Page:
- The Washington Times - Sunday, July 10, 2011

President Obama and congressional leaders ended a Sunday night session of deficit-reduction talks at the White House without announcing any progress, but they agreed to meet again Monday.

The president also scheduled a news conference for 11 a.m. Monday at the White House on the negotiations, in which he is still pushing to include tax increases as part of a $4 trillion deal over 10 years.

House Speaker John A. Boehner, Ohio Republican, announced Saturday night that he won’t agree to the president’s $4 trillion target if it included tax increases. On Sunday, his office said he reiterated that point at the meeting, saying that he favors a deal closer to the $2 trillion in cuts floated by a bipartisan commission led by Vice President Joseph R. Biden.

“The speaker restated the fundamental principles that must be met for any increase in the debt limit: spending cuts and reforms that are greater than the amount of the increase, restraints on future spending, and no tax hikes,” said a statement released by Mr. Boehner’s office. “The President agreed with the Speaker that their previous talks did not produce any agreement.”

As the negotiators entered the White House Cabinet Room on Sunday night, a reporter asked Mr. Obama if he could get a deal done in the next 10 days, the president’s rough deadline.

“We need to,” Mr. Obama replied.

House Minority Leader Nancy Pelosi, California Democrat, issued a statement after the talks, saying she “is still hopeful for a large bipartisan agreement, which means more stability for our economy, more growth and jobs, and more deficit reduction over a longer period of time.”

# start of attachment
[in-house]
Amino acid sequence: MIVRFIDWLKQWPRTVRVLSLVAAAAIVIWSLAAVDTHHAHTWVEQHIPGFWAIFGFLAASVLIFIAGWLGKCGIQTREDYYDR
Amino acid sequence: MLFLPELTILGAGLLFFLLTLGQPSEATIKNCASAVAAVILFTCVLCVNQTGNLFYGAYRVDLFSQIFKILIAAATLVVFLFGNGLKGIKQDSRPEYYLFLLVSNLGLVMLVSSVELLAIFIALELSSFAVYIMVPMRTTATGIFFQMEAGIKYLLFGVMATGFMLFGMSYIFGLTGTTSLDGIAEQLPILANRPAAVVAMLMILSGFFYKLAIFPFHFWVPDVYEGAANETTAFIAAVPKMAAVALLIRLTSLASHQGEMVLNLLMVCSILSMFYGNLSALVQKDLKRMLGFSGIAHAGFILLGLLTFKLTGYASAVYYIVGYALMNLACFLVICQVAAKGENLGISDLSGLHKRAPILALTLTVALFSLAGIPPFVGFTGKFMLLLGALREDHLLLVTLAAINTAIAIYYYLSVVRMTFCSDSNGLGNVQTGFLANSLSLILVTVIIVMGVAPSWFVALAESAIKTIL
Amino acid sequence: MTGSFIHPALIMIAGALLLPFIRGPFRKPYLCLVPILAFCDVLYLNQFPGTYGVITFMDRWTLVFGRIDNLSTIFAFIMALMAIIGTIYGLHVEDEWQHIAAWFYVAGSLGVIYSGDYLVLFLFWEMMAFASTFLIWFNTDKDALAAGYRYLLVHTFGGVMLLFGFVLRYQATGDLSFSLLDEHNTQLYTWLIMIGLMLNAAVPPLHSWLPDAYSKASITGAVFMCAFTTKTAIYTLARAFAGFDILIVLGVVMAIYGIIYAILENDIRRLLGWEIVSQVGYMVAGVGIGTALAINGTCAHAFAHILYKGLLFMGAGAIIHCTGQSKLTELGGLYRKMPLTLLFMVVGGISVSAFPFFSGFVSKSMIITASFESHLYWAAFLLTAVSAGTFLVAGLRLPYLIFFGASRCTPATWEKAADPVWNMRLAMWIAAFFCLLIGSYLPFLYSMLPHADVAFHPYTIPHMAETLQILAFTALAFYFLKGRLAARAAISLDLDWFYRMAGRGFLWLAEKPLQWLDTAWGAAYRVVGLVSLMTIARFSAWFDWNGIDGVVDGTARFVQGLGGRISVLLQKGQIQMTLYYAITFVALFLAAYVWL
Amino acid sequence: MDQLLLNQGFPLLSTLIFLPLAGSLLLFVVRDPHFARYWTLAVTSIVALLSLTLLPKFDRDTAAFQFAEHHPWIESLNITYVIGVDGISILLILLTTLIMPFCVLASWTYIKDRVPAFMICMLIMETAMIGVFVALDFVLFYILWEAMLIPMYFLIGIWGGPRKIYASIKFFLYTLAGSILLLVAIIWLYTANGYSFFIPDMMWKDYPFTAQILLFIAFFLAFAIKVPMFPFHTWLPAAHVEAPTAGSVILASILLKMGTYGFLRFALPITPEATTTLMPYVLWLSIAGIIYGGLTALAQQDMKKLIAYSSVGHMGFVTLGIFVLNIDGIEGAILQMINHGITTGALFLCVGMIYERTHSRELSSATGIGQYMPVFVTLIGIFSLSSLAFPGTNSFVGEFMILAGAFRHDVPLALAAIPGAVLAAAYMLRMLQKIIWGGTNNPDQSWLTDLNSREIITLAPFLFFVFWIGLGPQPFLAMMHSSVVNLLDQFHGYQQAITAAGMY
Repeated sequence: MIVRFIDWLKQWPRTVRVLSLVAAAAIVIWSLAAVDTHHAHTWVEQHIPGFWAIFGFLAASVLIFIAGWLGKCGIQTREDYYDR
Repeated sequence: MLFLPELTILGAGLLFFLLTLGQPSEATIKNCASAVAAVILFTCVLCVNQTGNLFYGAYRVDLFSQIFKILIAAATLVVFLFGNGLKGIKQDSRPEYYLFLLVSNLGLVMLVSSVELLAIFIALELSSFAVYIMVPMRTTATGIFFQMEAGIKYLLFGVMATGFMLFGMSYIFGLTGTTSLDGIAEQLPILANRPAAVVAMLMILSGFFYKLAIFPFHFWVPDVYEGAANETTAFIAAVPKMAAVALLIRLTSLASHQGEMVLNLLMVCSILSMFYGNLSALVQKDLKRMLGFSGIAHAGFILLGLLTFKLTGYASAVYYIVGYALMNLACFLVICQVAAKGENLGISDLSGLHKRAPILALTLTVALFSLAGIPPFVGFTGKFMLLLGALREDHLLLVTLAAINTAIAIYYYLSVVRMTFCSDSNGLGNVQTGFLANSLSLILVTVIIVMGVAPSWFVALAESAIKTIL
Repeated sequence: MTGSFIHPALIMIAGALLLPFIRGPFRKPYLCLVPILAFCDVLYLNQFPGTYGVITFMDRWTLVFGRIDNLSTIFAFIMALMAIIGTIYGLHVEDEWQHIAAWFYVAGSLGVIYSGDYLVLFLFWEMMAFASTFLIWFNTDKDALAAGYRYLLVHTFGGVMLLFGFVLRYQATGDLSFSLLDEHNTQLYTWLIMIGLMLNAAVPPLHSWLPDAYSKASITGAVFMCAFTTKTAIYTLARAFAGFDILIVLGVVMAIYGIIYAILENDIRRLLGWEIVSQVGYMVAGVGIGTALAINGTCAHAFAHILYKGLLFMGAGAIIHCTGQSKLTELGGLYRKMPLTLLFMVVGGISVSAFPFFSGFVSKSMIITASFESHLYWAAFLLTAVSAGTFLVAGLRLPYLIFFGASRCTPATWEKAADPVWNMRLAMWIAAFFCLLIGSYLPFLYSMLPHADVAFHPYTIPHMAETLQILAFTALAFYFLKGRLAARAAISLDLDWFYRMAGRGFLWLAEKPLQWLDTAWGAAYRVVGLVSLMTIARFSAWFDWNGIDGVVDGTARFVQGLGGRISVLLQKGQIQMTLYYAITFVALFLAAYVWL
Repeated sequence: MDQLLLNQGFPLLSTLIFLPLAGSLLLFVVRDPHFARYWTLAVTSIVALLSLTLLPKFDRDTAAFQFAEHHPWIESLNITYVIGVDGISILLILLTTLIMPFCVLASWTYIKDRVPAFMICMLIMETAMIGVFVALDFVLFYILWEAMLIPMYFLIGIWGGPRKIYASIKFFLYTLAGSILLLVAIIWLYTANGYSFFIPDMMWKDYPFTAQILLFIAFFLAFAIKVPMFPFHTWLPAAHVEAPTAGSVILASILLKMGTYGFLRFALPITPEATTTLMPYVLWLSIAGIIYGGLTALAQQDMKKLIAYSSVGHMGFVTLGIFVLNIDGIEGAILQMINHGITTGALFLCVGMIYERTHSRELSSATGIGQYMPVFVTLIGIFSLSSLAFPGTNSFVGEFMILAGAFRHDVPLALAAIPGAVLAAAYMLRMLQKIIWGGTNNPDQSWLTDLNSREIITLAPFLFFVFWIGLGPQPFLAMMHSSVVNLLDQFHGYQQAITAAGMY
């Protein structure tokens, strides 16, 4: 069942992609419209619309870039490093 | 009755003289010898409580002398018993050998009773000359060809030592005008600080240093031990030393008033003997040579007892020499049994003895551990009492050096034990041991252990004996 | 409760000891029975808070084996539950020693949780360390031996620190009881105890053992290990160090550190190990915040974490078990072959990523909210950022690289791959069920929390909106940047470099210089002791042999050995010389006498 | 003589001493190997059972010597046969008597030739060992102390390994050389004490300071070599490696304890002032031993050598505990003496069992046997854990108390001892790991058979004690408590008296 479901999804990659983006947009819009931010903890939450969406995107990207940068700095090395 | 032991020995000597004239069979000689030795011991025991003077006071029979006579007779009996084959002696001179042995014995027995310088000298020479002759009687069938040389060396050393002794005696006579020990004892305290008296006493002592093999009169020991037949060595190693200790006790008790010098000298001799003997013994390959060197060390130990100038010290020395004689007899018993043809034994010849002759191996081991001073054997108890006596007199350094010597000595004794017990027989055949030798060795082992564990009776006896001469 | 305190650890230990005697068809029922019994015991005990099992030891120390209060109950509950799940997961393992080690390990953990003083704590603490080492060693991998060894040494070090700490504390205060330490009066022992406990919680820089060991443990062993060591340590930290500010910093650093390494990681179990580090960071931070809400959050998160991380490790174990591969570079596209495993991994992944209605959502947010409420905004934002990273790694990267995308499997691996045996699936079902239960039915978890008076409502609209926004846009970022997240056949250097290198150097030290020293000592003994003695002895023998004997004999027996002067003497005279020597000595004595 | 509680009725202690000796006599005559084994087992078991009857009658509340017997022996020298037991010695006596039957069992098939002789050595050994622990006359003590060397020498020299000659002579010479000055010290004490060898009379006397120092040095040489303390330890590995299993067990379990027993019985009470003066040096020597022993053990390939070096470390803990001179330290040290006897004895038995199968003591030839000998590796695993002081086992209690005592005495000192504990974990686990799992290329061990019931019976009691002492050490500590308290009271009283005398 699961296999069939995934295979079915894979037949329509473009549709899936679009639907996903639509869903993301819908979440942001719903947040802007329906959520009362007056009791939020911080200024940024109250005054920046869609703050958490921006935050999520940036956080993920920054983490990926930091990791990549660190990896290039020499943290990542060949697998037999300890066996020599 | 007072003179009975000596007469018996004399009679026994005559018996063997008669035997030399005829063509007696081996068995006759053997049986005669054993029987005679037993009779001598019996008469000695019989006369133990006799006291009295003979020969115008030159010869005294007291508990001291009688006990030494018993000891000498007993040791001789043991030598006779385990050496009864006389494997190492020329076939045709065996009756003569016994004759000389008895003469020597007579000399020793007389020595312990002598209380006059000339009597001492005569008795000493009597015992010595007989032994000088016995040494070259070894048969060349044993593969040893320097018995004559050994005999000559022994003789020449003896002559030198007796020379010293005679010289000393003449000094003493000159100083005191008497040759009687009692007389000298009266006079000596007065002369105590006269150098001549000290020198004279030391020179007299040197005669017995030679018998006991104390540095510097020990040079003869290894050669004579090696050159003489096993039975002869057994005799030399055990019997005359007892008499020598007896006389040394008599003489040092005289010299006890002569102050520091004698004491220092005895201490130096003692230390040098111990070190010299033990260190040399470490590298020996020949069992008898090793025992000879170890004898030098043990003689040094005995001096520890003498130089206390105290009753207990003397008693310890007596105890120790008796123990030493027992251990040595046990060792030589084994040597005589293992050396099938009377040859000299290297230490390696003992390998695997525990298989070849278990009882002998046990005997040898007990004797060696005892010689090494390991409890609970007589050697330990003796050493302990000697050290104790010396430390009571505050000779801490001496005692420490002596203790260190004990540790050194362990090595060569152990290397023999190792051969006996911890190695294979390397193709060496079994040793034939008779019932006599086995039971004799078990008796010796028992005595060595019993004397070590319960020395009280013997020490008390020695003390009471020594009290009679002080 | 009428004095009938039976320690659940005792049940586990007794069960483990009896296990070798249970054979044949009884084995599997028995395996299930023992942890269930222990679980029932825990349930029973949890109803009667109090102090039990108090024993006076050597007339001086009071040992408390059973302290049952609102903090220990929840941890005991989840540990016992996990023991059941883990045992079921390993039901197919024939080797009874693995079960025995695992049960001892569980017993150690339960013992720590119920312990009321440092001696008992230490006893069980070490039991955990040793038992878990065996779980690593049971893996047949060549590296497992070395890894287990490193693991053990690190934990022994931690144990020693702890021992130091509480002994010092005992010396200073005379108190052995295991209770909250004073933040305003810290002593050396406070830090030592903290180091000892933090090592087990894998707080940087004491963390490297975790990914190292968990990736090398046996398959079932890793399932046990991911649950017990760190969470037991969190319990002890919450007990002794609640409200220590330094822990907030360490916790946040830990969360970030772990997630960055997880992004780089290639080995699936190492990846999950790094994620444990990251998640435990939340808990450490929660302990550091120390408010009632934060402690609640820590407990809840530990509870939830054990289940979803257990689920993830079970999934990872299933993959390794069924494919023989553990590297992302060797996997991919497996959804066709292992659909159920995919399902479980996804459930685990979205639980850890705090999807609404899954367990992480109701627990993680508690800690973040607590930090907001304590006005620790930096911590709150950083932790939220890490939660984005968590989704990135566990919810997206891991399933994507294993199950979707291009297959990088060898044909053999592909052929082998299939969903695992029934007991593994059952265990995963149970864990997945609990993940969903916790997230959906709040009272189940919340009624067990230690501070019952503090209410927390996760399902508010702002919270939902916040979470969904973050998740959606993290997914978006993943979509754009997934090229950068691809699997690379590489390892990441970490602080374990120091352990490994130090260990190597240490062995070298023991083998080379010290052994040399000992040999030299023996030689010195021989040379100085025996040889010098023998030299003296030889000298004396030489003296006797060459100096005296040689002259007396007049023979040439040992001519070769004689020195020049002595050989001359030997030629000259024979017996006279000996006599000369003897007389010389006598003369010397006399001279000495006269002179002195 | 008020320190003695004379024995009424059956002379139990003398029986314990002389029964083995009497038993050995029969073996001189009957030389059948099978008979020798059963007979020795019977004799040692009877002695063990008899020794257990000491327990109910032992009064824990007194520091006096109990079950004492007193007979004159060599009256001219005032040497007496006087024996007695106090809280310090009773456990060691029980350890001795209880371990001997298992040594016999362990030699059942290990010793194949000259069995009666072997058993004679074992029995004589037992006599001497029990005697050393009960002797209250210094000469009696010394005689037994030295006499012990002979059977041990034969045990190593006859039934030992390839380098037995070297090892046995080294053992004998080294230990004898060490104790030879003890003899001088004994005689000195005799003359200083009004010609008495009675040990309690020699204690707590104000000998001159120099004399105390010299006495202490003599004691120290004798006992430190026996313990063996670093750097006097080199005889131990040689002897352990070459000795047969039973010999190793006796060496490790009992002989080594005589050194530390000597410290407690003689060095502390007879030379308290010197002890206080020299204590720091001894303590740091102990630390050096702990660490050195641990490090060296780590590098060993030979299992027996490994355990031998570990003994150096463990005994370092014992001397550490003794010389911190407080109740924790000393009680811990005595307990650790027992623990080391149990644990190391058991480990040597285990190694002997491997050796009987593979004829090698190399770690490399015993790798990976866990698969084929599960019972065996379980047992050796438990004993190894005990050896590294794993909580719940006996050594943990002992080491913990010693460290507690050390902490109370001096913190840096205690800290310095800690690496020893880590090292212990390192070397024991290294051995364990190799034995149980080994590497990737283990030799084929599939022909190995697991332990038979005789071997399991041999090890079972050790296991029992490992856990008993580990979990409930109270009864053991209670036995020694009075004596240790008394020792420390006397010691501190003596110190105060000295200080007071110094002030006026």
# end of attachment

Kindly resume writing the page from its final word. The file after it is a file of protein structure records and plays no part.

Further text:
“This package must do no harm to the middle class or to economic growth,” Mrs. Pelosi said. “It must also protect Medicare and Social Security beneficiaries, and we continue to have serious concerns about shifting billions in Medicaid costs to the states.”

The administration says the government will begin to default on its obligations if Congress doesn’t approve an increase in the nation’s borrowing limit of $14.29 trillion by Aug. 2. Republican congressional leaders are holding firm on requiring deep spending cuts as part of any deal to raise the debt ceiling.

But two top White House advisers said earlier Sunday that the president is committed to reducing that debt by as much as possible through a series of reforms to entitlement programs such as Medicare and tax increases on corporations and the wealthiest Americans.

Hours before the evening meeting, Treasury Secretary Timothy F. Geithner warned again Sunday that negotiators need to do something “very big, very substantial” to reduce deficits.

“We’re going to try to get the biggest deal possible, a deal that’s best for the economy,” Mr. Geithner said on NBC’s “Meet the Press.”

White House Chief of Staff Bill Daley said the president is committed to a “big deal” that would reduce the deficit by about $4 trillion - twice the size that some Capitol Hill lawmakers have suggested.

“It will send a statement to the world that the U.S. has gotten hold of their problems - fiscal problems - and they’re moving forward,” Mr. Daley said on ABC’s “This Week.” “And it would give confidence to the American people, give confidence that we can then move forward over the next number of years to bring economic soundness.”